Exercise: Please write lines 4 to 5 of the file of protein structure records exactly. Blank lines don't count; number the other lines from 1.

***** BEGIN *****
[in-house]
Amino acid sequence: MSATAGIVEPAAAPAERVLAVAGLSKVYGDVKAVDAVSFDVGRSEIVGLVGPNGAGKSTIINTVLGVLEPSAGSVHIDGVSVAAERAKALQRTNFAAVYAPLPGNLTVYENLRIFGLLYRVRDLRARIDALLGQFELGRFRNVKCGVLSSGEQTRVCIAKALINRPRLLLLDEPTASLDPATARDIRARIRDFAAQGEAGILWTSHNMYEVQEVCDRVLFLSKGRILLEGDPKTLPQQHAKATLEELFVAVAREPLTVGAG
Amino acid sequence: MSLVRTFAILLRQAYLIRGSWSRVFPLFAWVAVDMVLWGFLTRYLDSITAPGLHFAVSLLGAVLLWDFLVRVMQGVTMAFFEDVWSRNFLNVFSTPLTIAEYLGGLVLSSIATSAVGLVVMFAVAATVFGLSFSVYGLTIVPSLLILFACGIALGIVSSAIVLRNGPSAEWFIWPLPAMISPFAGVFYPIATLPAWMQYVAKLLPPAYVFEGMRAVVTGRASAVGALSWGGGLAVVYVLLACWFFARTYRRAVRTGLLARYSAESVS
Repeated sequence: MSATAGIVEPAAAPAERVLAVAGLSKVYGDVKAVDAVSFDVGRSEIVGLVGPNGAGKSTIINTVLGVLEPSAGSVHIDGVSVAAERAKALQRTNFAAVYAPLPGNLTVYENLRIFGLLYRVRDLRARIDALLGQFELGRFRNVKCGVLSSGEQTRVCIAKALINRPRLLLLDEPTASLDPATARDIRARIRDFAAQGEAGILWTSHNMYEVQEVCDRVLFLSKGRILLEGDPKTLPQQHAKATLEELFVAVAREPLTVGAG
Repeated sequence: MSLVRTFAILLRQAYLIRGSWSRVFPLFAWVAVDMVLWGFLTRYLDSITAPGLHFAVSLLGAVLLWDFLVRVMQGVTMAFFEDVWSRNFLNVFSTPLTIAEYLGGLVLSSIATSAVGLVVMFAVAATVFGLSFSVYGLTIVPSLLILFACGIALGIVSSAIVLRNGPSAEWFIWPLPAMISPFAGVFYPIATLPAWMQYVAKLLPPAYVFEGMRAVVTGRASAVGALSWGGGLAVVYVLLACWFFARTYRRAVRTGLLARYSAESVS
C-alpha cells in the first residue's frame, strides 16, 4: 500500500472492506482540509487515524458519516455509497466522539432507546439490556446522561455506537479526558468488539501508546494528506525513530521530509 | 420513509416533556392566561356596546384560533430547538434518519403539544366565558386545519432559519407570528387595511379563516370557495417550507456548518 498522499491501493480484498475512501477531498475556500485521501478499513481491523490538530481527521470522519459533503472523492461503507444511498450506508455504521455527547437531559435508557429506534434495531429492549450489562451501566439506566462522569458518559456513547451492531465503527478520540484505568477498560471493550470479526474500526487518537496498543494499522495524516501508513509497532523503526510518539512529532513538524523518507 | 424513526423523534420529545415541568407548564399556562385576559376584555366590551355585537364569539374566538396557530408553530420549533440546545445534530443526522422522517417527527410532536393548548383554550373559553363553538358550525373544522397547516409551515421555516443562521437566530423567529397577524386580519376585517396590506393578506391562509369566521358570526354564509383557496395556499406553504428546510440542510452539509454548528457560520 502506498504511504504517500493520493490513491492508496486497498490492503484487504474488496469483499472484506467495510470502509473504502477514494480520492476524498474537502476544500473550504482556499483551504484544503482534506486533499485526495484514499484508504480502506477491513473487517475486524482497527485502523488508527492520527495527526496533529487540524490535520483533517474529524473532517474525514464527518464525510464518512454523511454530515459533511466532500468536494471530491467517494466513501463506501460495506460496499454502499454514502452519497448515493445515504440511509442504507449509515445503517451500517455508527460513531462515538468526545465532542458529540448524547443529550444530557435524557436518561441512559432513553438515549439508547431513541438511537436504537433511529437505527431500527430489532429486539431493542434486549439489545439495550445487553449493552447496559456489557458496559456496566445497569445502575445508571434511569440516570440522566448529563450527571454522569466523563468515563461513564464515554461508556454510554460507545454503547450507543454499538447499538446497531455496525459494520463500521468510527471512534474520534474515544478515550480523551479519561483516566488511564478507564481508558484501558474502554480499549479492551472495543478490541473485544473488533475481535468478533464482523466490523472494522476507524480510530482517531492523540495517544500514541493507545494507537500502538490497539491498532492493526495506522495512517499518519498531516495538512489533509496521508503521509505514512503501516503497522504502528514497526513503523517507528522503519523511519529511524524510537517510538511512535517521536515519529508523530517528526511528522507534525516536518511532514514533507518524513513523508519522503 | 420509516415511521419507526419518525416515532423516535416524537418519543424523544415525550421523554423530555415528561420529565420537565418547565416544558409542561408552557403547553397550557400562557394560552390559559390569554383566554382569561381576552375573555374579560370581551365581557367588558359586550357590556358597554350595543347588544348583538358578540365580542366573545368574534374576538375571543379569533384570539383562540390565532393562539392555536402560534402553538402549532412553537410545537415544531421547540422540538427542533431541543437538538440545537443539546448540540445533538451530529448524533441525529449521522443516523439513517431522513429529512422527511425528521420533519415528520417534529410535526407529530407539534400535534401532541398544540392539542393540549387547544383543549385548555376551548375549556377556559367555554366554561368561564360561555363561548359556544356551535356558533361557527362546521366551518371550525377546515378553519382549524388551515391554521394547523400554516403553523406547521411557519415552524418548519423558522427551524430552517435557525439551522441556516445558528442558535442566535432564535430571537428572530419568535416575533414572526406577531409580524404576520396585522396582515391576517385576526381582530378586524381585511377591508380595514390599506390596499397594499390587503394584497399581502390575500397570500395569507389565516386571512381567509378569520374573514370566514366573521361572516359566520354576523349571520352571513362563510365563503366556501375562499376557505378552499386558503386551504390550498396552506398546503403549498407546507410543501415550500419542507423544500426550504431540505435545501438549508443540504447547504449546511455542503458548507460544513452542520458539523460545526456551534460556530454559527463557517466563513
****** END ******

Repeated sequence: MSATAGIVEPAAAPAERVLAVAGLSKVYGDVKAVDAVSFDVGRSEIVGLVGPNGAGKSTIINTVLGVLEPSAGSVHIDGVSVAAERAKALQRTNFAAVYAPLPGNLTVYENLRIFGLLYRVRDLRARIDALLGQFELGRFRNVKCGVLSSGEQTRVCIAKALINRPRLLLLDEPTASLDPATARDIRARIRDFAAQGEAGILWTSHNMYEVQEVCDRVLFLSKGRILLEGDPKTLPQQHAKATLEELFVAVAREPLTVGAG
Repeated sequence: MSLVRTFAILLRQAYLIRGSWSRVFPLFAWVAVDMVLWGFLTRYLDSITAPGLHFAVSLLGAVLLWDFLVRVMQGVTMAFFEDVWSRNFLNVFSTPLTIAEYLGGLVLSSIATSAVGLVVMFAVAATVFGLSFSVYGLTIVPSLLILFACGIALGIVSSAIVLRNGPSAEWFIWPLPAMISPFAGVFYPIATLPAWMQYVAKLLPPAYVFEGMRAVVTGRASAVGALSWGGGLAVVYVLLACWFFARTYRRAVRTGLLARYSAESVS